It was a great victory, although short-lived. The Irish were aware that when Germany adopted a no-GMO policy they were sued by Monsanto. And so they braced themselves. Sure enough. In a threat made to nations who rejected GMO crops and biotechnology overall, United States ambassador to France and business partner to George W. Bush, Craig Stapleton, made it clear that all nations opposing GMOs will be hit with calibrated ‘target retaliation’ and ‘military-style trade wars’.
In 2011 the Irish government “confirmed that Ireland has altered its voting position and will support a number of proposals from the EU Commission aimed at authorizing the placing on the market of food, food ingredients and feed containing, consisting of, or produced from genetically modified maize and cotton.” It didn’t stop with maize and cotton. In 2012 the potato fell.
Yet in the midst of current economic conditions the Irish people seem to remain both concerned and committed to local, organic, and unadulterated food sources. It’s an ethic and movement aligned with how many Irish see themselves in relationship with their land…and their food. It may not live in the politics but it does live in the people. And in the David and Goliath drama, Ireland is well familiar with the role of David.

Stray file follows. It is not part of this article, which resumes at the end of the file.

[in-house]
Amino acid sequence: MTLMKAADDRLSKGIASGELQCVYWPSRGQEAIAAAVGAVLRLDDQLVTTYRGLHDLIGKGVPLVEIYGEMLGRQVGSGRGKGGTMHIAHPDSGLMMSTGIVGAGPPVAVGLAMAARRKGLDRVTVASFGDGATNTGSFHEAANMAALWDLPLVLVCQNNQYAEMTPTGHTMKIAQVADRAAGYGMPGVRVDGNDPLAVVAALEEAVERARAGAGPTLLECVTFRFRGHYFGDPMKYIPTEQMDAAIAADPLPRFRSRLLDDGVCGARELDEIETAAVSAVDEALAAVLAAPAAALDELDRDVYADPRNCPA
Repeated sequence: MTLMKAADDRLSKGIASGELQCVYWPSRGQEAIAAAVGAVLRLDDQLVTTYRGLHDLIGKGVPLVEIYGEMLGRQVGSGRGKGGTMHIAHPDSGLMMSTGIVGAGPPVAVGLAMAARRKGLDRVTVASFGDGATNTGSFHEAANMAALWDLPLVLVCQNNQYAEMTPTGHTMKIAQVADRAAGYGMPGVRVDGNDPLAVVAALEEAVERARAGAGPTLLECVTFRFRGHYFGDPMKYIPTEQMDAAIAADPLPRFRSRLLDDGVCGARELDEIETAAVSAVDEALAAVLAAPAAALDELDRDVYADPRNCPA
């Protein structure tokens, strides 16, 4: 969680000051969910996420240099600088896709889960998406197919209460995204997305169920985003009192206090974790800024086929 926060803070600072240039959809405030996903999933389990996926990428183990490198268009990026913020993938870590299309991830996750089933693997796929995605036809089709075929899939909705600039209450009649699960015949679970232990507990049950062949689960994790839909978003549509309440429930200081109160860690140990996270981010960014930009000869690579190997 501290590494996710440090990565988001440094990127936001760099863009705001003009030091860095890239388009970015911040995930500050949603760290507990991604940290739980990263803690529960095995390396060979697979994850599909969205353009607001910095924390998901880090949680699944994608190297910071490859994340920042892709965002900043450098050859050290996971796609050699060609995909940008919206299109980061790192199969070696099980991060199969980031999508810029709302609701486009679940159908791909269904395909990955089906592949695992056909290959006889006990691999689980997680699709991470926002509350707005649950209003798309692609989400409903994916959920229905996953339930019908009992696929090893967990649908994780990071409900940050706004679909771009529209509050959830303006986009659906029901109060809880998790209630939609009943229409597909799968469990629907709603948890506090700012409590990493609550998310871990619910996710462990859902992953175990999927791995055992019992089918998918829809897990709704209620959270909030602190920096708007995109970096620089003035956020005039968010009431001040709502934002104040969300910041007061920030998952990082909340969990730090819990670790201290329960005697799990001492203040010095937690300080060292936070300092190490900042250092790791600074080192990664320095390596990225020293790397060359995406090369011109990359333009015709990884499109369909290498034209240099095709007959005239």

We were headed across Ireland to have dinner with Anthony Murphy, author and archaeoastronomer. Arguably one of the best things I did in Ireland this summer and well worth the thirteen hour investment. Actually, I was driving and Jack was navigating. Ostensively to avoid the three dollar toll on the cross country motorway, but clearly to afford Jack the opportunity to gaze out the window at ringforts as we passed through the countryside. He makes this drive frequently, but never as a passenger.
And he observed loads of them. I would later learn that there are an estimated 45,000 ringforts in Ireland. Add to that 3,000 holy wells, 1,400 cairn temples and 234 stone circles. Add to that numerous but uncounted standing stones, dolmans and remains of stone sweat lodges. For a small country, Ireland has a massive number of megalithic and ancient sacred sites. Small by comparison I suppose. In terms of square miles it’s about the size of the state of Maine and half the size of Washington state.
It’s about how we choose to release things. Or not. My brother, sister and I recently rented a storage unit for some items from our dad’s house. The last one of any size available in the area, it was much larger than we needed. We considered offering ballroom dance lessons to offset the monthly rental cost.
There are currently 2.3 billion square feet of self-storage space in the US. Seven square feet for every man, woman and child making it physically possible for every American – all at the same time – to stand under a canopy of self-storage roofing equivalent to three times Manhattan Island. We are a nation attached to our stuff.
To call this a religious attachment is not far off the mark. In 1955 economist and presidential advisor Victor LeBow came up with a solution to bolster our post-war economy which has been adopted with increasing enthusiasm over the years. However the booming storage industry would indicate that while we excel at consuming we are not so good at discarding. At least not completely. Out of sight, out of mind, but not out of our lives. Continue reading